DSP5600x disassembly library 1.1

DSP5600x disassembly library is a code disassembly library for the Motorola DSP5600x.
DSP5600x disassembly library 1.1
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lib5600x is a library implementing Motorola DSP5600x disassembler. It's an ANSI C link library that should be useful for people writing debuggers, memory monitors etc for DSP5600x chips.


1. First you call two initialization functions in the library. This step is mandatory:


You pass nothing and check for no results -- these functions are guaranteed to succeed.

2. Now you have to allocate memory for a structure that will be used for passing data to/from the library. You may do that on the stack

struct disasm_data dis, *d = &dis;

Yes, the pointer will be useful, too. The disasm_data structure is defined in 5600x_disasm.h file. Let's take a closer look:

#define LINE_SIZE 256

struct disasm_data
unsigned char *memory;
char line_buf[LINE_SIZE];
char *line_ptr;
char words;

First member -- "memory" -- should point to the opcode you want disassembled. IMPORTANT! The library expects it to be a 24-bit word, so if your assembler creates 32-bit words, you'll have to make a simple conversion. Take a look at test.c to see how it is done. What's more, the library may wish to evaluate two words at a time, so you have to account for that -- this is also demonstrated in the example source.

3. After properly setting up disasm_data struct (i.e. "memory" pointer), you call following function:

int disassemble_opcode(struct disasm_data *);

This function takes pointer to the struct you've just prepared as an argument. When it returns, disasm_data struct's "line_buf" member contains the disassembled opcode as a string of ASCII characters. "line_ptr" should be of no interest to you (it is merely a internal variable) and "words" holds the number of 24-bit words you should advance your memory pointer by. This variable is also available as a return value of above function. Again, I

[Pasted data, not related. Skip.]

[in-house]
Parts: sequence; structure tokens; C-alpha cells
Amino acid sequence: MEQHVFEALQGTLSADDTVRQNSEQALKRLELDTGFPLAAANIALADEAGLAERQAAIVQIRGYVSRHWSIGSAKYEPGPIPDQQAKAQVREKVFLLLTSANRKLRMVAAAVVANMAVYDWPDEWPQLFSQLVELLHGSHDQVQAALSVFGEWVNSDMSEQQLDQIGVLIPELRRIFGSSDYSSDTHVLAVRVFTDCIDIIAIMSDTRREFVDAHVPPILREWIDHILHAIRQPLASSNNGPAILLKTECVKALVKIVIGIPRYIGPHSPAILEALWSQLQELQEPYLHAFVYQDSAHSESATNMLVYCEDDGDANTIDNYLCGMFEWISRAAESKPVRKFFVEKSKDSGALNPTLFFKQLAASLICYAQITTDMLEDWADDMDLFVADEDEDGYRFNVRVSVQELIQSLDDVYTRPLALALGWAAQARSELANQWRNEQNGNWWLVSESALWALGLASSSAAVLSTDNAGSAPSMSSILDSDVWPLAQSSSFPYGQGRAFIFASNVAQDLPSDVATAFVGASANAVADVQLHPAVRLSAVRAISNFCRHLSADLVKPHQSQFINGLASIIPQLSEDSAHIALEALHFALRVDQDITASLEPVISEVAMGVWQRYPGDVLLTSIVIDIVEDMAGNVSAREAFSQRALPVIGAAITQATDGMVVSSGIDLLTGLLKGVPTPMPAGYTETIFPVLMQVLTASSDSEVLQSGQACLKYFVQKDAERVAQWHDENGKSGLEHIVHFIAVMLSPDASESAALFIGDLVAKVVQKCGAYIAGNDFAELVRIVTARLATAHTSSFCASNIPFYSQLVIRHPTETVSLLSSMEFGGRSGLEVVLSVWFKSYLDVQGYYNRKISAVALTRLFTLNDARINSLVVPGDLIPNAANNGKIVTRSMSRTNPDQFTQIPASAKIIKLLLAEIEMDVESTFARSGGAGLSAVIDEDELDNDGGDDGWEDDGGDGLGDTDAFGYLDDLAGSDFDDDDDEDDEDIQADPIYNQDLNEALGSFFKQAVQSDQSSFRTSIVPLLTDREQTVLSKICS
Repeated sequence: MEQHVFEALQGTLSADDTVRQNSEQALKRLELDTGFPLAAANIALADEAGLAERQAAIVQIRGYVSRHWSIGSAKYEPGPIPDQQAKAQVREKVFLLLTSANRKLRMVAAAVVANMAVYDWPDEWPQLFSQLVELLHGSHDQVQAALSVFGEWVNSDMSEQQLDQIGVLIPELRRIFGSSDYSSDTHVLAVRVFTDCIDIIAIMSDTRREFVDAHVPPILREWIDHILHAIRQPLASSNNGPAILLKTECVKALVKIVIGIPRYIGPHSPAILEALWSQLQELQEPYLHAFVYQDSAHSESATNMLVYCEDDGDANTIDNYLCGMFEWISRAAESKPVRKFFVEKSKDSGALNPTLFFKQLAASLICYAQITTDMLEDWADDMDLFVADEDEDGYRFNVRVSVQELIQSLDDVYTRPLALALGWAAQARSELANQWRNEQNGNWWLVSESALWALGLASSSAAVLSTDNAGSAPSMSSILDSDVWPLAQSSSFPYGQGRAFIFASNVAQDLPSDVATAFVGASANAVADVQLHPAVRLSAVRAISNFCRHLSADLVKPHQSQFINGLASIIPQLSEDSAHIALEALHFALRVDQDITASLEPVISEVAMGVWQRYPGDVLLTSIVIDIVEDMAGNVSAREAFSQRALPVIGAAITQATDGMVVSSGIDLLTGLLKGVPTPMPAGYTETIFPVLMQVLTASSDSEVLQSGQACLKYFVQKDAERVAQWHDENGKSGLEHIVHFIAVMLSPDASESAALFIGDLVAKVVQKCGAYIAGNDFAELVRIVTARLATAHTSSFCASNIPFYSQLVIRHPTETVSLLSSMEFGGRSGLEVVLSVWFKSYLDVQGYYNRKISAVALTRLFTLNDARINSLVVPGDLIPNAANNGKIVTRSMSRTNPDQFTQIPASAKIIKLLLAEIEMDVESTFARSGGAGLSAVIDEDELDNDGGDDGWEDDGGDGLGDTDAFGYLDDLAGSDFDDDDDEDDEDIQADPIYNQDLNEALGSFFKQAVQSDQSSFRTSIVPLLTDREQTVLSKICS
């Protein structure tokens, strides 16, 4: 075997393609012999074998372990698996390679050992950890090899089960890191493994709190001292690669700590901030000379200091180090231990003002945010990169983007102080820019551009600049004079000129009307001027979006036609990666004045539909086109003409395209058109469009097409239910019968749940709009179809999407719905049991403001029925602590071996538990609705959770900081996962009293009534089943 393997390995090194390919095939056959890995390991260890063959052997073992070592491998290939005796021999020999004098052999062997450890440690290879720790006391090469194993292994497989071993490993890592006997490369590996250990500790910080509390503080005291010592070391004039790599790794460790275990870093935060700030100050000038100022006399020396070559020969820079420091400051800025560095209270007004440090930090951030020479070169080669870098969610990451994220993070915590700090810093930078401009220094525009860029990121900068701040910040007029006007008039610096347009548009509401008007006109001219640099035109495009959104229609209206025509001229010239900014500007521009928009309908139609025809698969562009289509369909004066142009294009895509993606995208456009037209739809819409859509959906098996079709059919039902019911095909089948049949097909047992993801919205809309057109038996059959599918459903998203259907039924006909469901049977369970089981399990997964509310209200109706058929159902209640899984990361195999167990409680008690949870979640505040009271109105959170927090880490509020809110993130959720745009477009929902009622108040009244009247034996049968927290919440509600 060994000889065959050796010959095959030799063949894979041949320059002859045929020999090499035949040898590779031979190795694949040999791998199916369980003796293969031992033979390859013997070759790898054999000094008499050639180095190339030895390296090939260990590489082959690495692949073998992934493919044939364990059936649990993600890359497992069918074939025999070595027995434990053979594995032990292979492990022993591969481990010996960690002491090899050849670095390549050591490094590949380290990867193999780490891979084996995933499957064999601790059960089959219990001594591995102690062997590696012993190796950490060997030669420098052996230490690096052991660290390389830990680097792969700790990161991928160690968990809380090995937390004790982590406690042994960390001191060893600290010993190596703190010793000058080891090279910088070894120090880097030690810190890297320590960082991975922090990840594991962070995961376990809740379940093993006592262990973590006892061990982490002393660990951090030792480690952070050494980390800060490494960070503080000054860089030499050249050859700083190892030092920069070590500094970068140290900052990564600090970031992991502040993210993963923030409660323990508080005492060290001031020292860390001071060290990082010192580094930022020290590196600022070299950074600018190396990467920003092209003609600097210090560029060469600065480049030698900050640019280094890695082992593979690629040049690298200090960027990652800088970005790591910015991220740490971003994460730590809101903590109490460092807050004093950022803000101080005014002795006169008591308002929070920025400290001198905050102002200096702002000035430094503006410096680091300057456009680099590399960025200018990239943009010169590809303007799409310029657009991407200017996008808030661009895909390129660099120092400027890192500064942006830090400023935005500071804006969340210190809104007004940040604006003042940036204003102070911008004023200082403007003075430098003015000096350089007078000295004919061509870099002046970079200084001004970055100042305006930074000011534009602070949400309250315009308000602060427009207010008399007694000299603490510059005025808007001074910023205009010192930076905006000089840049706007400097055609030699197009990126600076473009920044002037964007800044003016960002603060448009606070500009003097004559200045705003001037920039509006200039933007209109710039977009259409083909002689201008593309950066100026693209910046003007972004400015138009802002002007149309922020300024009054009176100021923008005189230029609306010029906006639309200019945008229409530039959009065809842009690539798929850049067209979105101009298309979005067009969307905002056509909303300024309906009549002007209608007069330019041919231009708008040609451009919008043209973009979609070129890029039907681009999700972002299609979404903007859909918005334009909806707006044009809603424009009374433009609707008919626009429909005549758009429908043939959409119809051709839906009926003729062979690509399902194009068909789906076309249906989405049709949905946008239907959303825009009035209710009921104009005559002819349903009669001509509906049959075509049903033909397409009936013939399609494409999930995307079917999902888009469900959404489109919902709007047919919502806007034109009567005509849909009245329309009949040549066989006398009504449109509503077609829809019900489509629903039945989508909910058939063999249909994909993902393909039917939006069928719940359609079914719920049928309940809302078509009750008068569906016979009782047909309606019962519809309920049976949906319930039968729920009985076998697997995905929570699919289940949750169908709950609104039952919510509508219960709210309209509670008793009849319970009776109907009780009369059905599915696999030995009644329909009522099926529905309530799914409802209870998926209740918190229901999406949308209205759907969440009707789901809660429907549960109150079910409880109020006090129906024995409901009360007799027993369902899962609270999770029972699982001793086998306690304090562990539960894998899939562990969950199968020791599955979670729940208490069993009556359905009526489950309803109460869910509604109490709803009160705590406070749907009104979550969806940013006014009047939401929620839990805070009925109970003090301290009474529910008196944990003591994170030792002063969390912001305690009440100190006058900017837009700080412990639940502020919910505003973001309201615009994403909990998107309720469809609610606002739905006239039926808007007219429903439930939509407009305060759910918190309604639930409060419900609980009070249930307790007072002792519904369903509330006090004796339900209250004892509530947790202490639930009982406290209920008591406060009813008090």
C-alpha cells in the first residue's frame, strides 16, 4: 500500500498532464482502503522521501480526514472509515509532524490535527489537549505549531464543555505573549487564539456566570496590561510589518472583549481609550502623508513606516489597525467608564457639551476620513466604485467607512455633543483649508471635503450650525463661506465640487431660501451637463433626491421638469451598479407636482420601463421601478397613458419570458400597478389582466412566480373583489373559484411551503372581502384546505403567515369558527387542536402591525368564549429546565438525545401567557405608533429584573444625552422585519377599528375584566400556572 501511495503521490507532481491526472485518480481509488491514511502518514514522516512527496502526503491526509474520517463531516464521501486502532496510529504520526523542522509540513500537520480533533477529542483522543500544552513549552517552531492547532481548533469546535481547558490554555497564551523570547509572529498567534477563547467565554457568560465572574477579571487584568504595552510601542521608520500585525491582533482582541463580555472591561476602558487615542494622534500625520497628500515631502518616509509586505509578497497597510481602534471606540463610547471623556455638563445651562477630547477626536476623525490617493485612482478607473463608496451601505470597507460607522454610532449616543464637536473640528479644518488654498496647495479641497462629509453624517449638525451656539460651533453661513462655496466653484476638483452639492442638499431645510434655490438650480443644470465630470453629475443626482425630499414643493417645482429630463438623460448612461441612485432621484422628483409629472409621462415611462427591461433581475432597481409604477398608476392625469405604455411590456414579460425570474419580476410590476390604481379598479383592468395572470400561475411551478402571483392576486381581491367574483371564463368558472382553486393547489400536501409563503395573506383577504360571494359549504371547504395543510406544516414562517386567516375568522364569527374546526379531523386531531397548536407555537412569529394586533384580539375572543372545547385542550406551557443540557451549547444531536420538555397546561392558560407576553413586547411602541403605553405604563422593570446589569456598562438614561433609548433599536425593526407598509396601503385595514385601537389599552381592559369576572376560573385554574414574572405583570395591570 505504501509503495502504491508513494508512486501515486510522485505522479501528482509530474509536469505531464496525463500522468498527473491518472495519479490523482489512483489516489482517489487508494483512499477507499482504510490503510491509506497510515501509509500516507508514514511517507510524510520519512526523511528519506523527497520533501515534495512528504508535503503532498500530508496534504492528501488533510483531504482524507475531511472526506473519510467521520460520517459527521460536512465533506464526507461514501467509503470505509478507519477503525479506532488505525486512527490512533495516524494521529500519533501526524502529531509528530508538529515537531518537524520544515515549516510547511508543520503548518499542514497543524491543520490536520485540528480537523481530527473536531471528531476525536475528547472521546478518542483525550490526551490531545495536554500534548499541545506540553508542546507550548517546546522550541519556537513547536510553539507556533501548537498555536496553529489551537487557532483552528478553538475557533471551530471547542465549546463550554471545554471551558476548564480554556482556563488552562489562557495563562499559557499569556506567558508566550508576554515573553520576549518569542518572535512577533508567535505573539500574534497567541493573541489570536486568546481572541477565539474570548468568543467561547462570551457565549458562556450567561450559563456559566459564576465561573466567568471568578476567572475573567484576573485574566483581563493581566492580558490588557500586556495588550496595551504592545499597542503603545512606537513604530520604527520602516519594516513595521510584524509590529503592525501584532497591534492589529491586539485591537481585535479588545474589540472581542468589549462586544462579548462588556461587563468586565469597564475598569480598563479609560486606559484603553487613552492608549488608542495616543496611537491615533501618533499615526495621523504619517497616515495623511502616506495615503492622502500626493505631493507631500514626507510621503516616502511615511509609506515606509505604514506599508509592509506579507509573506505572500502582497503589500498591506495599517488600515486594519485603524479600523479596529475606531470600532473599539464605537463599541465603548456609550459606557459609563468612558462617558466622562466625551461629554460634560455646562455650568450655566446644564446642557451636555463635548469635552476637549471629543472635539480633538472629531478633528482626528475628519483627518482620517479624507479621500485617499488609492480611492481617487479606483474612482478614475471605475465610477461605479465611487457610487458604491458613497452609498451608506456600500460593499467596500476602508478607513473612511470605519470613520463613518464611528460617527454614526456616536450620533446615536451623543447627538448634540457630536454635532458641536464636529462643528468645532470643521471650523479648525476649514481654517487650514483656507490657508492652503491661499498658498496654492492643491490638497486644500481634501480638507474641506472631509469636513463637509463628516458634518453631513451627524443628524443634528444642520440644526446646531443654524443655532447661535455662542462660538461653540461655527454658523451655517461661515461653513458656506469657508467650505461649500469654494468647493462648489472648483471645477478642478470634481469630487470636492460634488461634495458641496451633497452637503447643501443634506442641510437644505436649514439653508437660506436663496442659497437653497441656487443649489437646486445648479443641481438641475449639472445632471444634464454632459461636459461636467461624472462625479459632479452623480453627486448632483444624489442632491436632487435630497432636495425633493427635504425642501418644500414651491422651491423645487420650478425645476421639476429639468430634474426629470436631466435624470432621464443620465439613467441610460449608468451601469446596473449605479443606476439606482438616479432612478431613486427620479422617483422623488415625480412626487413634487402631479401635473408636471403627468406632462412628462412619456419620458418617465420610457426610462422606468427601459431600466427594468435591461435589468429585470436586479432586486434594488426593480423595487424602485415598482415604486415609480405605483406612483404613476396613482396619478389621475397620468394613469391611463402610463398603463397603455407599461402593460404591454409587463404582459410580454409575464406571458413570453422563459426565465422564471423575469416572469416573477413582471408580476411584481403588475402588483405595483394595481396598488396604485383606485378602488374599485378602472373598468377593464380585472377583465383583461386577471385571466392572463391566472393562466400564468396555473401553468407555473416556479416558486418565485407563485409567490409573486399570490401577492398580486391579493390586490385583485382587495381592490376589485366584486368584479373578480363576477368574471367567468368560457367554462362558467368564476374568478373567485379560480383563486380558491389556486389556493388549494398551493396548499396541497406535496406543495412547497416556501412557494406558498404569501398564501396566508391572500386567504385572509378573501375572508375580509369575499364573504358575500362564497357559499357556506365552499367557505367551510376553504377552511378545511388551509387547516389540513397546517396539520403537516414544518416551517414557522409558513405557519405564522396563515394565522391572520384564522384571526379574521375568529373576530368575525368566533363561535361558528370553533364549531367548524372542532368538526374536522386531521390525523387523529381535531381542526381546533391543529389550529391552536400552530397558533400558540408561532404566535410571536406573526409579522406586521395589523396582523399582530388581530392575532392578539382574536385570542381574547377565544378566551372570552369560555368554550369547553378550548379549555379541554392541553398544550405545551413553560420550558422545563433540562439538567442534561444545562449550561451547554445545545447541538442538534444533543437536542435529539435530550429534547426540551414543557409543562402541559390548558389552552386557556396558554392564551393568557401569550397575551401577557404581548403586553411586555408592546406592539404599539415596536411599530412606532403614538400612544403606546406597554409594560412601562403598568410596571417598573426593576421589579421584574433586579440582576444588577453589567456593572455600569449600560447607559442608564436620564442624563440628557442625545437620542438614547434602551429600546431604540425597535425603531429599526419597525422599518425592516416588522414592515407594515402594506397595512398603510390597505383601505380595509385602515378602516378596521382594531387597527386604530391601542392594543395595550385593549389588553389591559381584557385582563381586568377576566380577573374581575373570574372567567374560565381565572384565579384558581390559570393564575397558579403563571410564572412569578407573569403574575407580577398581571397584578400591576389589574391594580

shall refer you to the example source.

4. Repeat step 3 until you run out of code to disassemble.


First, check out the makefile and make sure it contains proper flags and defines for your architecture. Big endian users should add -DBIGENDIAN to CFLAGS (I'd appreciate if someone created Autoconf script to avoid such tricks). Following that, type

./test example_dsp_binary

and compare the output (visually) with example.a56 which is a source code I used to create example_dsp_binary and which contains all instructions and addressing modes described in DSP56000/DSP56001 Digital Signal Processor User's Manual. You can also 'diff' your output and supplied example.out file to check if there are any differences (there should be none).

last updated on:
March 7th, 2005, 19:14 GMT
developed by:
Miloslaw Smyk
license type:
BSD License 
ROOT \ Programming \ Disassemblers
DSP5600x disassembly library 1.1
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